Echinacea preparations have been used to help support gangrene, boils, carbuncles, abcesses, mucous membrane inflammations, typhoids, burns, wounds, diphtheria, blood poisoning, mouth ulcers, and other ailments related to blood complaints. Its effects are considered antithermic, depurative, alterative, and antiseptic.
Two polysaccharides which stimulate the immune system have been isolated from E. purpurea. One, echinacin B, has strong wound-mending and infection-fighting capacities because of the formation of a hyaluronic acid polysaccharide complex that helps neutralize inflammation and swelling enhanced by the enzyme hyaluronidase. Hyaluronic acid, found in the ground substance (the material which occupies spaces between cells) of connective tissue, acts as a binding and protective agent.
Echinacea extracts increase bacteria-destroying cells (phagocytes), inhibit inflammation and accelerate wound repairing. Experiments with Echinacea essential oil also suggest healthy immunity level support. Echinacea research shows that this herb might also be used to help support gastroenteritis, and allergies.
E. angustifolia contains an essential oil, a sesquiterpene, betaine, inulin, glucose, fructose, and other substances. E. purpurea contains an essential oil, tannin, inulin, vitamin C, and enzymes. Two glycozides possessing mild antibiotic activity have been isolated from echinacea species.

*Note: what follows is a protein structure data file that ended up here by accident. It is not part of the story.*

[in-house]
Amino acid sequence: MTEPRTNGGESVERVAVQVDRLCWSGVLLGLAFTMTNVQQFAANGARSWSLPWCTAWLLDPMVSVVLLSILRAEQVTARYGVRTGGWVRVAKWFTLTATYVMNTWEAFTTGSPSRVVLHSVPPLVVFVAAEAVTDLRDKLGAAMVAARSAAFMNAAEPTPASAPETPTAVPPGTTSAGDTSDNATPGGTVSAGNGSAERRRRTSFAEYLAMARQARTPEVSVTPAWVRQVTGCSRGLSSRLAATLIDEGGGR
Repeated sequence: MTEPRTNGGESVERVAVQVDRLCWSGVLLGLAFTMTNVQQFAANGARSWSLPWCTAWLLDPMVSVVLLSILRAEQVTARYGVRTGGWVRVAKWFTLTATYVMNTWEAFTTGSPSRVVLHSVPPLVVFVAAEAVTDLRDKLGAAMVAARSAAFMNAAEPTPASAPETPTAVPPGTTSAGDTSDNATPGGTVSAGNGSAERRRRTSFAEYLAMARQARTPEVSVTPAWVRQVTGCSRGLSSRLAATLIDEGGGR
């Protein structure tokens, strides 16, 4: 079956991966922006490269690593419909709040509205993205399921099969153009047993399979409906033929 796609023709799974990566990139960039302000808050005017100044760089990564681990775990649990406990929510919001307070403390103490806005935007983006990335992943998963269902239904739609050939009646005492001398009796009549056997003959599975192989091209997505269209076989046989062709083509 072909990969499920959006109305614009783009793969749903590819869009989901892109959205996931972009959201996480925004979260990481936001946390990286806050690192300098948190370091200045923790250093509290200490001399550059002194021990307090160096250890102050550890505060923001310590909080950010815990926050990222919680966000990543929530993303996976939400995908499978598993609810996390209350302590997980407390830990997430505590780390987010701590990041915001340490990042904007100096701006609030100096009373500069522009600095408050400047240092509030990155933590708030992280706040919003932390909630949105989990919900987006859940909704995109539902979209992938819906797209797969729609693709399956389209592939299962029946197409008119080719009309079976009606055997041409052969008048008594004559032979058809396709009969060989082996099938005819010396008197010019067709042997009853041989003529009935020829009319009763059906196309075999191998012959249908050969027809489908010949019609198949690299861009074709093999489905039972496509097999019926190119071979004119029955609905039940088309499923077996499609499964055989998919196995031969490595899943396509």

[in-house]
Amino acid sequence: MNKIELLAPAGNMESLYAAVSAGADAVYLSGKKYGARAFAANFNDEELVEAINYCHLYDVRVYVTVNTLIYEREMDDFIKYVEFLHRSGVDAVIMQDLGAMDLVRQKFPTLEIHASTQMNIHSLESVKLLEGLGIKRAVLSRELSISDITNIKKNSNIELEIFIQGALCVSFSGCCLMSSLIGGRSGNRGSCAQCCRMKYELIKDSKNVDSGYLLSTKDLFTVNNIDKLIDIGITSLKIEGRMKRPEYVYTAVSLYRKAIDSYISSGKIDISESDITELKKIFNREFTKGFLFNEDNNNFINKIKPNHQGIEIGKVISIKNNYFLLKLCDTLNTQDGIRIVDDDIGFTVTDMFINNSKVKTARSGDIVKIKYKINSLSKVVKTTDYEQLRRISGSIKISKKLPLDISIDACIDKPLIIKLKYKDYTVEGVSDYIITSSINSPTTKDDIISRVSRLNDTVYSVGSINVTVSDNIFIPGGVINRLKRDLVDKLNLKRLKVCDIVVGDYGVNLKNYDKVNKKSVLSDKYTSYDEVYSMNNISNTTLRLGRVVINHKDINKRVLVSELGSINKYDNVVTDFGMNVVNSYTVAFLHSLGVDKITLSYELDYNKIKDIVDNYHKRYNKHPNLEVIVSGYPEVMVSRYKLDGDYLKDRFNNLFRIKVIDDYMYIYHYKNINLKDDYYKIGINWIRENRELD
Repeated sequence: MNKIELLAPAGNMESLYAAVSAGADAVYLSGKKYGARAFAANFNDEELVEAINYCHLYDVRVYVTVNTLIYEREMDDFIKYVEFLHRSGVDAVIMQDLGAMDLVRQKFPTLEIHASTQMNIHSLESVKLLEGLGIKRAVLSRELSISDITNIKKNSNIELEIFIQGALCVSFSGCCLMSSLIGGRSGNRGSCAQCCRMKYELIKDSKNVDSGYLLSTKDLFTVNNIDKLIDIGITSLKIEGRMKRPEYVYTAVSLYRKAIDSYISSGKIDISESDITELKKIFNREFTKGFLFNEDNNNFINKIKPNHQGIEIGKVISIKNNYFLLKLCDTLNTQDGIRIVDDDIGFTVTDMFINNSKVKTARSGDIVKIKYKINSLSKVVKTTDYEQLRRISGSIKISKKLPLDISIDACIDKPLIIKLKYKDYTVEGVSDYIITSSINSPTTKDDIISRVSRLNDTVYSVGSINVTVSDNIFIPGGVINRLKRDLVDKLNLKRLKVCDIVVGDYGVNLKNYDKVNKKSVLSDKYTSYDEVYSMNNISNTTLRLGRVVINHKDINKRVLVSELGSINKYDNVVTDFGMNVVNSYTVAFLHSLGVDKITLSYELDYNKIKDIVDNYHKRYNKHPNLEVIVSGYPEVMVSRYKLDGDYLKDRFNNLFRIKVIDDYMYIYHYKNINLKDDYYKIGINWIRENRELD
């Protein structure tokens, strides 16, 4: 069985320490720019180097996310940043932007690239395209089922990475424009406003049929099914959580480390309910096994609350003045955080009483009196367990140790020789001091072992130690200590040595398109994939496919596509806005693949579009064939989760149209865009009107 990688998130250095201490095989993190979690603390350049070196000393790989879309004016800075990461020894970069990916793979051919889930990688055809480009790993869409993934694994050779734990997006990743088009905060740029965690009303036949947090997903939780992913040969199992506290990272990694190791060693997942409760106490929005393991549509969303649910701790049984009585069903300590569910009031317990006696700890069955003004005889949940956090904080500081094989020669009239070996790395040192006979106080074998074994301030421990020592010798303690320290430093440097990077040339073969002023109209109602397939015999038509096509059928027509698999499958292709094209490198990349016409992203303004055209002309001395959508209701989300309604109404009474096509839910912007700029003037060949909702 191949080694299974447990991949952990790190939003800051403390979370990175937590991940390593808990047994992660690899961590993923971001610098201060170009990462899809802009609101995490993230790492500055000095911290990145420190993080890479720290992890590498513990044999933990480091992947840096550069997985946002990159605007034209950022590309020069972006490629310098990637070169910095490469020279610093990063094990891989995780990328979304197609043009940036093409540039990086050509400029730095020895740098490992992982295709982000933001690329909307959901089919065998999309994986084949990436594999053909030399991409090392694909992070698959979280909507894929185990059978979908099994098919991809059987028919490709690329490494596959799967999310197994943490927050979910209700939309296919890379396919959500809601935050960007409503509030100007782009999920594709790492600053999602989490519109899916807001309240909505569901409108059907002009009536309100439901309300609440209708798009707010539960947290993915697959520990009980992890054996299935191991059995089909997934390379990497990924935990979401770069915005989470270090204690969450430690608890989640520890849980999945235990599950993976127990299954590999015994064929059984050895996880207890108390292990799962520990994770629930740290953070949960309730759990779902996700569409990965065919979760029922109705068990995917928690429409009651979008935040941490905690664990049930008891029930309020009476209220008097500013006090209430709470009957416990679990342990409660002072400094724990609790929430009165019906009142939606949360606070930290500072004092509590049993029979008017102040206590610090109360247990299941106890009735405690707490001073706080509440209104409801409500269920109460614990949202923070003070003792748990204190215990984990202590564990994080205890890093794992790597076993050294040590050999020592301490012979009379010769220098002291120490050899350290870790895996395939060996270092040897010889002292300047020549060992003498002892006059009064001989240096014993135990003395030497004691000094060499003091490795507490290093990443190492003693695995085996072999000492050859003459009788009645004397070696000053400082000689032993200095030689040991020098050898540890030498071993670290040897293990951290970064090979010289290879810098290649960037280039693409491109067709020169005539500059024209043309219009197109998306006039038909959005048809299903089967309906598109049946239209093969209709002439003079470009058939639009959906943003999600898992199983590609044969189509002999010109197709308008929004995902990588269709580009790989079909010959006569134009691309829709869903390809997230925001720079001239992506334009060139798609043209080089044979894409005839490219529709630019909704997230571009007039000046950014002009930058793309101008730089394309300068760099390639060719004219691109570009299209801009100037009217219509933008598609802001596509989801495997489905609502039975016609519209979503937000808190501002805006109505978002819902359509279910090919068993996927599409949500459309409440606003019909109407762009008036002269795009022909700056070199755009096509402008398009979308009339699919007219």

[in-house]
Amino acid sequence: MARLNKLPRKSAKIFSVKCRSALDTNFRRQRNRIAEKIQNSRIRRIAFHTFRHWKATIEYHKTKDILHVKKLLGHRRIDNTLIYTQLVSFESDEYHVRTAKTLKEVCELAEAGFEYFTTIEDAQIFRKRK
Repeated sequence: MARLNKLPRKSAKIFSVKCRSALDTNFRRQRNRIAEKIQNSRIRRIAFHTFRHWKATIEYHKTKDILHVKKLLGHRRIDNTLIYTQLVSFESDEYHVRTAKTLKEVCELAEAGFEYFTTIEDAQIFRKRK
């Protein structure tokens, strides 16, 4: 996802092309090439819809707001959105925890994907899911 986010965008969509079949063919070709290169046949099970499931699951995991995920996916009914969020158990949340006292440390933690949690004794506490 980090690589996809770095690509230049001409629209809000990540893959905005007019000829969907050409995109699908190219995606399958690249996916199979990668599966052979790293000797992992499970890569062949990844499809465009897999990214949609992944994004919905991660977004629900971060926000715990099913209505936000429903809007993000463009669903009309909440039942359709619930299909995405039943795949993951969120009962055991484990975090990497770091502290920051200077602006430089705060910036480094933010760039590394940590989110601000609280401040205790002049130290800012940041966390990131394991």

Preparations include a decoction of the root plus a liquid extract made by adding one part, by weight, of the root to two parts of a mixture of equal volumes of ethyl alcohol and distilled water. Doses of the liquid extract range from five to sixty drops in a little water taken four times a day.
In Europe numerous lotions and creams containing Echinacea are sold to help fight swelling and inflammation and promote the rejuvenating of sores. An extract, echinacin, can be used to help support chronic inflammations and avoid influenza.
General Herb Information
The genus Echinacea is represented by nine species and two varieties indigenous to North America, with distribution centered in Arkansas, Kansas, Missouri, and Oklahoma. These coarse perennial herbs occur in rocky prairies, barrens, glades, fields, along railroad tracks and roadsides, and, in the case of E. purpurea, in open woods.
Echinacea grow from one to four feet high with erect, simple or branched stems. Most species have rough, bristly, stiff hairs on the stems and leaves. The simple alternate leaves are oval to lance-shaped with relatively long petioles (leaf stalks) at the base of the plant. The leaves become progressively smaller and sessile (without leaf stalks) toward the flower head. The leaves are entire or have coarse teeth. The cone-shaped flower head or hemispherical receptacle with radiating ray florets ranging in color from rose, pink, purple, white, and yellow, characterize the plant. Disk flowers range from brownish-orange to reddish-brown. The ray florets are drooping (reflexed), especially in E. pallida. Flowering begins as early as mid-May in the South, extending into October in the northern limits of its range. The fibrous, horizontal or vertical root-stocks, pungently aromatic with a bitter flavor, are six to twenty-four inches in length. Several rosettes of leaf and flower stalks may arise from a single root.